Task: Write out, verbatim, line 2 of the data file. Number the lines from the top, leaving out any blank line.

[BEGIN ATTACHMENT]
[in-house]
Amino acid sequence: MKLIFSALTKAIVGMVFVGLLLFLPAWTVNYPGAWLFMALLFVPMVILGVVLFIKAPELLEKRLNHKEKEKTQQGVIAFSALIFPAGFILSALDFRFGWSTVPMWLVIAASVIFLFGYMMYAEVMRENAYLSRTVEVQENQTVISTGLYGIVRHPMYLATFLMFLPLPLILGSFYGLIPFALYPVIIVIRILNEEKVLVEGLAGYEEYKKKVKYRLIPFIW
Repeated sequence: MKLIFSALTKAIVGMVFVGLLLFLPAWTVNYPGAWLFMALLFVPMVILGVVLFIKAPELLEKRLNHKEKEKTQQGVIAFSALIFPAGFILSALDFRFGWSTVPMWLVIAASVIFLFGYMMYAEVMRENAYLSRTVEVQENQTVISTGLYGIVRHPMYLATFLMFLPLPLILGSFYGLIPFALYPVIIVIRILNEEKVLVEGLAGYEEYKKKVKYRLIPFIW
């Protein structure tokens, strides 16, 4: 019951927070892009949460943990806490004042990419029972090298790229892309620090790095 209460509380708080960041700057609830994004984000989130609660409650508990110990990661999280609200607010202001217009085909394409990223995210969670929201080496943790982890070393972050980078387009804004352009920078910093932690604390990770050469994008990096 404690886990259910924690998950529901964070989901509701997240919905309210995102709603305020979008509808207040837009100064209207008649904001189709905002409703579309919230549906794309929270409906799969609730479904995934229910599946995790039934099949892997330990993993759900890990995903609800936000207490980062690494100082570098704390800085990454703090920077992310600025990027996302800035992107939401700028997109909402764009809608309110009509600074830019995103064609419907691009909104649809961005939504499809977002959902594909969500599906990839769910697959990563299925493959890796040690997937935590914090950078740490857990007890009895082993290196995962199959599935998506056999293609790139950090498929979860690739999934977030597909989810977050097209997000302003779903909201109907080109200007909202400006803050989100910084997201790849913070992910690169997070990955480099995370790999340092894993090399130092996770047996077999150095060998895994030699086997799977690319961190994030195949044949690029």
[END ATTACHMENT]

Amino acid sequence: MKLIFSALTKAIVGMVFVGLLLFLPAWTVNYPGAWLFMALLFVPMVILGVVLFIKAPELLEKRLNHKEKEKTQQGVIAFSALIFPAGFILSALDFRFGWSTVPMWLVIAASVIFLFGYMMYAEVMRENAYLSRTVEVQENQTVISTGLYGIVRHPMYLATFLMFLPLPLILGSFYGLIPFALYPVIIVIRILNEEKVLVEGLAGYEEYKKKVKYRLIPFIW